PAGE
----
[Haskell-beginners] Does Haskell have a function that creates a list corresponding to the nodes in a tree, from the leaf node to the root node?

Thomas Davie tom.davie at gmail.com
Mon Jun 13 01:50:03 CEST 2011

The problem with knot tying exercises is that as soon as you try to update you're in trouble.

With an update in a tree with no parent pointers only the spine to get to the node being replaced in the tree need be recreated, all other parts of the tree can simply be referenced as they were before.  If you tie the knot on the other hand, every part of the tree must be recreated as soon as you update one node.


On 12 Jun 2011, at 23:17, Markus Läll wrote:

> Hi Roger,
> how that function works depends on what kind of tree you have. Without
> parent-pointers it's essentially impossible to find the way back to
> the root. If you have the root, and an instruction of how to get to
> the leaf, then it's just a matter of prepending nodes to a list until
> the instruction runs out.
> But it actually *is* possible to efficiently have parent-pointers,
> though it's not obvious when you come into to the language. The
> technique is called tying the knot. What it basically means is to have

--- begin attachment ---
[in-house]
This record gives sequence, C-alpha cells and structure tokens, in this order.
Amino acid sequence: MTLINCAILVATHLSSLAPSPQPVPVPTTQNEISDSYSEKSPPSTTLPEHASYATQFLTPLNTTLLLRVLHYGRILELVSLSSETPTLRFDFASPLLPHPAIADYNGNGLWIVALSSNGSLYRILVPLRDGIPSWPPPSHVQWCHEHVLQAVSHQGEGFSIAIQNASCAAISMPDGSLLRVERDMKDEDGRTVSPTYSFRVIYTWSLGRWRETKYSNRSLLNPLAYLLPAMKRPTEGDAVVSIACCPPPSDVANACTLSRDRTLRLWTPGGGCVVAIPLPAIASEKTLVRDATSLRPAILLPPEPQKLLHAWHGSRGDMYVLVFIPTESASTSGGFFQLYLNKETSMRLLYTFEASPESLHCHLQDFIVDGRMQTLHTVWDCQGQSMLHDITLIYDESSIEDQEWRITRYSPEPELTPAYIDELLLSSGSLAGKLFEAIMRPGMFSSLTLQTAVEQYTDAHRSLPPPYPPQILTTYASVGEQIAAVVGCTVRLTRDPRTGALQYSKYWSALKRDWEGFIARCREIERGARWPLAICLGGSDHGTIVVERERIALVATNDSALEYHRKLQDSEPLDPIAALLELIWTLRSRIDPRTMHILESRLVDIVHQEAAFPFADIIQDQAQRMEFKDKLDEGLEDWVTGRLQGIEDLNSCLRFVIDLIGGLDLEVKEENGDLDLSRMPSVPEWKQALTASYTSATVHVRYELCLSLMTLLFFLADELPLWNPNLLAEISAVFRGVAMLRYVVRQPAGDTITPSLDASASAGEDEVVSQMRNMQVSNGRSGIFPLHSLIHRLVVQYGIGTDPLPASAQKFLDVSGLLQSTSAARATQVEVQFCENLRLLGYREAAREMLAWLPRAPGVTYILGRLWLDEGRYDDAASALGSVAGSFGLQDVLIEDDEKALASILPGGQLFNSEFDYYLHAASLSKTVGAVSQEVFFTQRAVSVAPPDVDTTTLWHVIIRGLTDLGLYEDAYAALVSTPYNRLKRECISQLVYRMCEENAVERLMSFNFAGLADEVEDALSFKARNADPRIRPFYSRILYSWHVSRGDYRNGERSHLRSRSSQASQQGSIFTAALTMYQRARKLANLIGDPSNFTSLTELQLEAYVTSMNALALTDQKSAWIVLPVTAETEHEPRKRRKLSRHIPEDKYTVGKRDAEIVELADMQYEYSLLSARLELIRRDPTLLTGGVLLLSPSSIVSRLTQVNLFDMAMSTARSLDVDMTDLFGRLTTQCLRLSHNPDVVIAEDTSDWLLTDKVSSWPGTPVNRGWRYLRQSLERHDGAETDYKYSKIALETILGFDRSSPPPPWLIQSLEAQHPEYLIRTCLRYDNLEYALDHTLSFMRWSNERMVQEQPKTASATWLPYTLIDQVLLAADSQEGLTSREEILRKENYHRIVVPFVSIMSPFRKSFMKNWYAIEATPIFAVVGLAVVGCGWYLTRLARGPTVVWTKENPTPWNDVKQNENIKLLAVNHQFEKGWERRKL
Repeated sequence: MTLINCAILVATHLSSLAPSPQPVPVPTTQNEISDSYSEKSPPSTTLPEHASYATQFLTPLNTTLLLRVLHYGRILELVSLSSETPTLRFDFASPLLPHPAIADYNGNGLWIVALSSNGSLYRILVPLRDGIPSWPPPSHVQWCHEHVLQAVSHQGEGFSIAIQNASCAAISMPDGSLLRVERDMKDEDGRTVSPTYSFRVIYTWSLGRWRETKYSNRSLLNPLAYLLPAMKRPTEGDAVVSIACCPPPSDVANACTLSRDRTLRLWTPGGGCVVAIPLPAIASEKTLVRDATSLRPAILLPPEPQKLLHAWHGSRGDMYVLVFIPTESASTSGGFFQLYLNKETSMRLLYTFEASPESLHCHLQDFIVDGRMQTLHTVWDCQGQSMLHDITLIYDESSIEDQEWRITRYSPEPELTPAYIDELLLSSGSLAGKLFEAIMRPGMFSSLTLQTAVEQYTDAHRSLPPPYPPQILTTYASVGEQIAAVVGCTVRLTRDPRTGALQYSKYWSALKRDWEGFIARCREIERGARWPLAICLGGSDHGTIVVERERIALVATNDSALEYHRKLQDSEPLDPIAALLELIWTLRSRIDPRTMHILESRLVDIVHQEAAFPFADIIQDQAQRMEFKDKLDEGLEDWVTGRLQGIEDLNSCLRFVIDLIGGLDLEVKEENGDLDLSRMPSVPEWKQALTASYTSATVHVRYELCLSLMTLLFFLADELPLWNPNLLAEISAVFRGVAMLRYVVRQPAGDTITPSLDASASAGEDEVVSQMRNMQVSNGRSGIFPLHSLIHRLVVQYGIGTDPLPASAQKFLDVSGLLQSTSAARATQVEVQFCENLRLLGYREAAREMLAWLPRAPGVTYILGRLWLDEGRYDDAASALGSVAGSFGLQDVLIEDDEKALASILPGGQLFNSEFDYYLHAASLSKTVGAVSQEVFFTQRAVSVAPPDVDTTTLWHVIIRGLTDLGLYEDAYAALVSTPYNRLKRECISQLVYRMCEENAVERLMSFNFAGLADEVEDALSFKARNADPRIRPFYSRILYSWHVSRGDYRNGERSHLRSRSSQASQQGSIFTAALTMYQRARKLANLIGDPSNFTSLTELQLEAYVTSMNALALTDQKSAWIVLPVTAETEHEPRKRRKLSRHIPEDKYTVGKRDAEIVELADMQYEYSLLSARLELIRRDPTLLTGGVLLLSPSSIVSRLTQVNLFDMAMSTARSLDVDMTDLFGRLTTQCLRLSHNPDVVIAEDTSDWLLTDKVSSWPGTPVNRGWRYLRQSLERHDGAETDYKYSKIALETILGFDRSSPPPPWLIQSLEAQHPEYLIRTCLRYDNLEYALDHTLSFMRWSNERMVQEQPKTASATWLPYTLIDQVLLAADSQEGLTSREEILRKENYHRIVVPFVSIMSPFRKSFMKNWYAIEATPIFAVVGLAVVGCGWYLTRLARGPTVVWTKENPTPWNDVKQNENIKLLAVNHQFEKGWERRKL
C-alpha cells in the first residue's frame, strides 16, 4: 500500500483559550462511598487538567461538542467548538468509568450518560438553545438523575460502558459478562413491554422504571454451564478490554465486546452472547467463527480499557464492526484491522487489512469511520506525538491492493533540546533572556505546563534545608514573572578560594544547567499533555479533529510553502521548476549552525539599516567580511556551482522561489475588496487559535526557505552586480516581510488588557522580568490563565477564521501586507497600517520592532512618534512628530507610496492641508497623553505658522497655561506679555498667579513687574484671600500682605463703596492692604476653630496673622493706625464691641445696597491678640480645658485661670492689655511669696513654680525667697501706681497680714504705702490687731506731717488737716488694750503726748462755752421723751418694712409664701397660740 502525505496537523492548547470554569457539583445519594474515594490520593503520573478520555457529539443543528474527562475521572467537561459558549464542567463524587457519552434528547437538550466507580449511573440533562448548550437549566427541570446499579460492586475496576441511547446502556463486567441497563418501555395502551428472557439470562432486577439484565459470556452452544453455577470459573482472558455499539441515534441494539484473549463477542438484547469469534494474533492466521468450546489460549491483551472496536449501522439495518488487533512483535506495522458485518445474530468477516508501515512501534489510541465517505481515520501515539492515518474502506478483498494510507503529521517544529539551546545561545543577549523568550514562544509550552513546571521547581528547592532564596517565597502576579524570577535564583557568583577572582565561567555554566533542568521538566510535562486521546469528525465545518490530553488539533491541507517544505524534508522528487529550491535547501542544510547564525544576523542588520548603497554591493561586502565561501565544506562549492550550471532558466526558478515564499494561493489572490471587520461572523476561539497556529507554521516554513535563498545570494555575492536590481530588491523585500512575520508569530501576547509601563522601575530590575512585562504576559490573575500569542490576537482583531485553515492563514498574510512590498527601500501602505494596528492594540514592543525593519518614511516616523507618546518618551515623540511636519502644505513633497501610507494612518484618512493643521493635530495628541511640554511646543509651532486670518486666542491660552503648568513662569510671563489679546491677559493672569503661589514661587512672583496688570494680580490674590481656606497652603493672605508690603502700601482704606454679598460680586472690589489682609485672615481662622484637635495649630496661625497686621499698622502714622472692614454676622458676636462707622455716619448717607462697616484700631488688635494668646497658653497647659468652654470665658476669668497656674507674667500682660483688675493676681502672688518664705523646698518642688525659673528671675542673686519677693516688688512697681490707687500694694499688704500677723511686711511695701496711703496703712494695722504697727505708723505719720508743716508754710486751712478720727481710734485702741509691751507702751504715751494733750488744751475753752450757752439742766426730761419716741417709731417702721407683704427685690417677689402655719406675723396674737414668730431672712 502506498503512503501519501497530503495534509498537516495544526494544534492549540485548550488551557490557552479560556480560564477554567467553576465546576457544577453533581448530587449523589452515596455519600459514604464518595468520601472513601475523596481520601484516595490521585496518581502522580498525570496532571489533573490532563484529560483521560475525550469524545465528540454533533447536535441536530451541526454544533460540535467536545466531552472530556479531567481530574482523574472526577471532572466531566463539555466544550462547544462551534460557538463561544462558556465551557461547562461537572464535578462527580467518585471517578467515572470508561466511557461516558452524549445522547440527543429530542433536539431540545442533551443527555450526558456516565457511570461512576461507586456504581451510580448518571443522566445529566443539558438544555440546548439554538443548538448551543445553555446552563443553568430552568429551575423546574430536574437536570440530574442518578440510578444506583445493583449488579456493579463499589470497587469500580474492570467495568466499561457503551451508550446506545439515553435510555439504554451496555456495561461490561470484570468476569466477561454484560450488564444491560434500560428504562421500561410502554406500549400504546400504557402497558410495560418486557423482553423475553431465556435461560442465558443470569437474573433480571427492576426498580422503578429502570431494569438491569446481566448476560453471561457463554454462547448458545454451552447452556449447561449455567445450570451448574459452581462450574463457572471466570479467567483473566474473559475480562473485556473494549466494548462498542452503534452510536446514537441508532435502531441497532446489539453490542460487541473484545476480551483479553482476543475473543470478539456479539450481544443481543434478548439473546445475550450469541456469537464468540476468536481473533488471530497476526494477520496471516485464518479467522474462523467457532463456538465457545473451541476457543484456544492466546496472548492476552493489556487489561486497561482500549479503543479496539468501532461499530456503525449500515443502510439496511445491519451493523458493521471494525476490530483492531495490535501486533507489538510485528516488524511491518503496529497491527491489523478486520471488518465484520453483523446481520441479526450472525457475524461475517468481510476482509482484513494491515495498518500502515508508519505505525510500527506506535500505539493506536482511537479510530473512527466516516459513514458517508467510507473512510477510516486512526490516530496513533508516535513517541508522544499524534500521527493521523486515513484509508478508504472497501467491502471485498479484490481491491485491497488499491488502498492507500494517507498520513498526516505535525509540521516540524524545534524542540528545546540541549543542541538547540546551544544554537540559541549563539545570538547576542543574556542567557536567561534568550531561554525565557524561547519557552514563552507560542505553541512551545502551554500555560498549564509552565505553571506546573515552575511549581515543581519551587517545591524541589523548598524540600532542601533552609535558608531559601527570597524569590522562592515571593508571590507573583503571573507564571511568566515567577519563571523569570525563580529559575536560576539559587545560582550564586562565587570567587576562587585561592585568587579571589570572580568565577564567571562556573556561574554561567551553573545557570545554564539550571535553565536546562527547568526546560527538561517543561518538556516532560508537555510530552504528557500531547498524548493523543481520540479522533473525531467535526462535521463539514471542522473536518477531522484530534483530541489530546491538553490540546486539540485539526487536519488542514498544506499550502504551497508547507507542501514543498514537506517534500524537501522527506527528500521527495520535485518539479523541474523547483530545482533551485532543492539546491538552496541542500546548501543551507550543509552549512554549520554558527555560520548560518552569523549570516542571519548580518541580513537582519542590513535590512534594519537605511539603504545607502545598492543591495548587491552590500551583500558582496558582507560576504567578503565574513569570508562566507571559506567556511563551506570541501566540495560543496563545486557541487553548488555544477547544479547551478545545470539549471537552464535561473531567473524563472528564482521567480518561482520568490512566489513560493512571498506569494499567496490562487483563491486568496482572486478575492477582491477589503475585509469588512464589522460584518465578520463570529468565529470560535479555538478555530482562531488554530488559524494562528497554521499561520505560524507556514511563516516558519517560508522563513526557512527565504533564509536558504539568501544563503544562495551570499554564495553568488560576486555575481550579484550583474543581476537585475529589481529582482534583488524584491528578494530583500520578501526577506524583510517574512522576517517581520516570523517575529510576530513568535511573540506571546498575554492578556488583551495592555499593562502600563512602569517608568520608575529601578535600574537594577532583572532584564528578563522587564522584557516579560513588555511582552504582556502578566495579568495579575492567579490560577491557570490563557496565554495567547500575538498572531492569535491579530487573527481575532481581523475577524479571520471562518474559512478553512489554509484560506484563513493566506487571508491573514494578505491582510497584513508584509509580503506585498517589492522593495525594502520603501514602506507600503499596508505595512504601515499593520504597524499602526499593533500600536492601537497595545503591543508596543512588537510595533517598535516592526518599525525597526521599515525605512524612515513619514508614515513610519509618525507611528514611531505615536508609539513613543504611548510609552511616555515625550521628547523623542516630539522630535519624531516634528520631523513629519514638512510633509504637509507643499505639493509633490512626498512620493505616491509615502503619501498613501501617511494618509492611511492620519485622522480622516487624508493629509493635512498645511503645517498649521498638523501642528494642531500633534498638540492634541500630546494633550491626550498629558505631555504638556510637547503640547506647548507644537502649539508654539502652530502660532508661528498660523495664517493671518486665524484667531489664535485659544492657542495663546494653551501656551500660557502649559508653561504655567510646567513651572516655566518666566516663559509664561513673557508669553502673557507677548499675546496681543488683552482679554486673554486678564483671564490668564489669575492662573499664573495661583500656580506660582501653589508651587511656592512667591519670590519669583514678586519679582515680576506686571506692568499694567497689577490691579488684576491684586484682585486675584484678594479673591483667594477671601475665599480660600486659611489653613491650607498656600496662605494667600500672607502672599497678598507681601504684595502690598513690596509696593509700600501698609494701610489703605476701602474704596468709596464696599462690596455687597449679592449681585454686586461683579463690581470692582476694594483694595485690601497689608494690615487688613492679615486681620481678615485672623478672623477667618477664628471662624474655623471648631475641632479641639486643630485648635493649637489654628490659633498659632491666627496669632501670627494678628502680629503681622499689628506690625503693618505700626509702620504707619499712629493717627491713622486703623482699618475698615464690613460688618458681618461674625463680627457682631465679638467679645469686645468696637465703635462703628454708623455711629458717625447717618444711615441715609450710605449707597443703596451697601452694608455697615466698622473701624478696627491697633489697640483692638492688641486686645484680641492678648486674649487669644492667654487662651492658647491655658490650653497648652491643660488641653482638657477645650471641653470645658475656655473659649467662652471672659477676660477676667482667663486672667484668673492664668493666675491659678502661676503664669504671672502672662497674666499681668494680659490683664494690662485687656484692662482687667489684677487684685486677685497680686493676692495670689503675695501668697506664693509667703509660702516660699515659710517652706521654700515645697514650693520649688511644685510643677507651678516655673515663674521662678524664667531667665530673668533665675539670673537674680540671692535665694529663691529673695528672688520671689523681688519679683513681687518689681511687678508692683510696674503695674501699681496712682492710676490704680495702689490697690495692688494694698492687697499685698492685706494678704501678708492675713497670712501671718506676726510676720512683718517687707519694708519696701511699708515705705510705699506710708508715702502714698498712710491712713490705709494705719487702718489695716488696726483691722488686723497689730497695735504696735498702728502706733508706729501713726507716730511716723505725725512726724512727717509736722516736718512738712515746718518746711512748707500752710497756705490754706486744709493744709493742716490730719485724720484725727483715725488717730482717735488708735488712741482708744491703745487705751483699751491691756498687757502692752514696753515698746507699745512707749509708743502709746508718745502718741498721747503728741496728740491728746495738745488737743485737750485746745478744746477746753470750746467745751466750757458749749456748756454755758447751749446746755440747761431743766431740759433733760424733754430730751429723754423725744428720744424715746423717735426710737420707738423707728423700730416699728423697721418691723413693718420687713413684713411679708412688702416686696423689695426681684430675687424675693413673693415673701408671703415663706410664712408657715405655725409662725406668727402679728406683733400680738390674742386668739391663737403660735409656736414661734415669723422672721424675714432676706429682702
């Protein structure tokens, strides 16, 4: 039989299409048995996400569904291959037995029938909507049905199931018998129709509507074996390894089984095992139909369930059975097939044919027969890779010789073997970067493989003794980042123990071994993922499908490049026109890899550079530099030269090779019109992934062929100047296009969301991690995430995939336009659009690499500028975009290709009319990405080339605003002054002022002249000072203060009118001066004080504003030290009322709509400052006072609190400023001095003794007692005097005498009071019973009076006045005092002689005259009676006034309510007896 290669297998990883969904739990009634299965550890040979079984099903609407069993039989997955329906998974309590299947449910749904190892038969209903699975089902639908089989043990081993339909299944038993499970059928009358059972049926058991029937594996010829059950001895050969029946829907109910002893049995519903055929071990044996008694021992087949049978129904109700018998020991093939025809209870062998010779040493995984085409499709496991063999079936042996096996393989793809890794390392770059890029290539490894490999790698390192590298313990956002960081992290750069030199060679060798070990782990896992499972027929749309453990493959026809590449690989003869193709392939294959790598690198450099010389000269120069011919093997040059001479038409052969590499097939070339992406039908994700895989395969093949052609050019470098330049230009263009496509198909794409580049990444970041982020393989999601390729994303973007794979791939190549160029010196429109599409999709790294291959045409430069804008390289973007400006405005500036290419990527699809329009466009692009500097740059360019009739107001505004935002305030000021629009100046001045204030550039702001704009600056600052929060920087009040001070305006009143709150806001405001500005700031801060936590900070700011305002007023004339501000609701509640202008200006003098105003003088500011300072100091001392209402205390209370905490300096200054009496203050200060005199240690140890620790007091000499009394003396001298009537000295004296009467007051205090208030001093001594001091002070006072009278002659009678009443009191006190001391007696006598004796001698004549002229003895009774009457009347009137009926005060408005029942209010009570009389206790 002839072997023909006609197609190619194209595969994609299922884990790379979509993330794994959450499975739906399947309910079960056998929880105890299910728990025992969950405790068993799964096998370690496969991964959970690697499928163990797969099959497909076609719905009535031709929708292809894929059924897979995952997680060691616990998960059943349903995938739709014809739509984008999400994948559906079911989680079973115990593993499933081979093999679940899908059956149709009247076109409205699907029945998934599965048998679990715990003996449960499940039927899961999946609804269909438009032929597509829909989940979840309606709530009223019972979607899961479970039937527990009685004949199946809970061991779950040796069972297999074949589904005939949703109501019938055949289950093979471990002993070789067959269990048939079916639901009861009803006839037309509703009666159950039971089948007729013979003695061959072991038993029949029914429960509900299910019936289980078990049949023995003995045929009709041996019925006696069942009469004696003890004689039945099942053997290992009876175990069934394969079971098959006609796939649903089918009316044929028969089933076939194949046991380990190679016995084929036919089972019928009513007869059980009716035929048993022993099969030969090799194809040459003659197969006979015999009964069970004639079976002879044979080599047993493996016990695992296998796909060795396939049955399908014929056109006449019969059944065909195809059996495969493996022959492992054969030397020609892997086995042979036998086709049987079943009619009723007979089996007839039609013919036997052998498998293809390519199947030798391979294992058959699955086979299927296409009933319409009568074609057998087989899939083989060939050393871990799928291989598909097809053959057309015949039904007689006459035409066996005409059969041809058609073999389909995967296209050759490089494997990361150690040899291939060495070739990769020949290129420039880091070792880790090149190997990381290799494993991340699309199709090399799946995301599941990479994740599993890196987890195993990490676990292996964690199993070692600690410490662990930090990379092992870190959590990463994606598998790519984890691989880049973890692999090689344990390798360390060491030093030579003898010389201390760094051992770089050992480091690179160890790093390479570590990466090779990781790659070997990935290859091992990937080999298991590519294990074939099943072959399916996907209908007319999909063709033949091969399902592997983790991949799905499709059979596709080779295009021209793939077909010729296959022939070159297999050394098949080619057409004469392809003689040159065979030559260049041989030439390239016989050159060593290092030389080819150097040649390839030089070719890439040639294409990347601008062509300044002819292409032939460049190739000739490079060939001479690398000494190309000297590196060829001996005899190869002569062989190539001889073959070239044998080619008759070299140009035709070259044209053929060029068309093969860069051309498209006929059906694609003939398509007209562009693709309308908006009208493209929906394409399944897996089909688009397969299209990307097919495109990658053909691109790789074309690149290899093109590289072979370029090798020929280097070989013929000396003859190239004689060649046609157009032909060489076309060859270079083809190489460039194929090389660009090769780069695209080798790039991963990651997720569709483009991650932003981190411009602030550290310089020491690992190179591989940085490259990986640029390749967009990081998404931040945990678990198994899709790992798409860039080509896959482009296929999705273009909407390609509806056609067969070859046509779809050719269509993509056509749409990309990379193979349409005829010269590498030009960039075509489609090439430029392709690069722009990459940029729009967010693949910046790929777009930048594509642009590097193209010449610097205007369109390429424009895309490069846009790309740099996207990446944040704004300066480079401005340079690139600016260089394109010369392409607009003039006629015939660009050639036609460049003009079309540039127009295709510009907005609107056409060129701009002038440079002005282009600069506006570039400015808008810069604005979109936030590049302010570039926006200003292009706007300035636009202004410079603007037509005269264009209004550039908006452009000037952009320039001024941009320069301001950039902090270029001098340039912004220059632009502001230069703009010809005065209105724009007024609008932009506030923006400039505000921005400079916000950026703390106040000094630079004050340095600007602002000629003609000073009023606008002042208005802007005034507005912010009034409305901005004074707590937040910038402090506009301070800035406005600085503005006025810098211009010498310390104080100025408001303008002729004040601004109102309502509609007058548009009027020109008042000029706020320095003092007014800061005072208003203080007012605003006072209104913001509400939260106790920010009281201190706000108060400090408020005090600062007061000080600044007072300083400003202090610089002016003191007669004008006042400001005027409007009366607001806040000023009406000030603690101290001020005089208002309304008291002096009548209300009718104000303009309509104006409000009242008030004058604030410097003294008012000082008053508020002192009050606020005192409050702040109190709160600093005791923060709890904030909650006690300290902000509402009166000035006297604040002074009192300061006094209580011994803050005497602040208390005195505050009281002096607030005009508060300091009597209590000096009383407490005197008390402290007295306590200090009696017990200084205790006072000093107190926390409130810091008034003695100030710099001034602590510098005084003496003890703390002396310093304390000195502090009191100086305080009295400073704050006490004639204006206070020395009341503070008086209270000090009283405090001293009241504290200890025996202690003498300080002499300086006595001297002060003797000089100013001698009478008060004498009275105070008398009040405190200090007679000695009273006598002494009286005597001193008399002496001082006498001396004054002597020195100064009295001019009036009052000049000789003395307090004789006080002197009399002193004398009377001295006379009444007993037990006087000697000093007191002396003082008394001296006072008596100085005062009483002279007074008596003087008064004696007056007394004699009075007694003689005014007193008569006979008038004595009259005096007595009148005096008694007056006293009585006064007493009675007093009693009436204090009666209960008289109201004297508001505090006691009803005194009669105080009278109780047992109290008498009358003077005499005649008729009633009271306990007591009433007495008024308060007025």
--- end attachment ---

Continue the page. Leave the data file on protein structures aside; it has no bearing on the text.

> circular definitions, e.g having some expression bound to a name and
> using that name in that same expression. Check it out:
> data Tree a = Tree {
>  { left  :: Maybe (Tree a)
>  , right :: Maybe (Tree a) }
> data PTree a = PTree
>  { pLeft   :: Maybe (Tree a)
>  , pRight  :: Maybe (Tree a)
>  , pParent :: Maybe (Tree a) }
> toP (Tree l r v) = let
>     f :: Tree a -> TreeP -> TreeP
>     f Nothing _ = Nothing
>     f (Just (Tree l r)) parent = let
>           self = TreeP (f l self) (f r self) (Just parent) -- tying
> the knot here ..
>        in self
>     root = TreeP (f l root) (f r root) Nothing             -- .. and here
>  in root
> (The Maybes are there to mark lack of children in left and right
> positions and lack of a parent in the parent position.)
> Using this technique you can have all graphy data structures like
> doubly linked lists and so on. The most simple knot tied is the black
> hole:
> x = x
> , which takes forever to evaluate. And you can explicitly write graphs like:
> data Node = Node Char [Node]
> g = let
>     a = Node 'A' [b, c]
>     b = Node 'B' [c]
>     c = Node 'C' [g, b, c]
>  in Node 'G' [a]
> --
> Markus Läll
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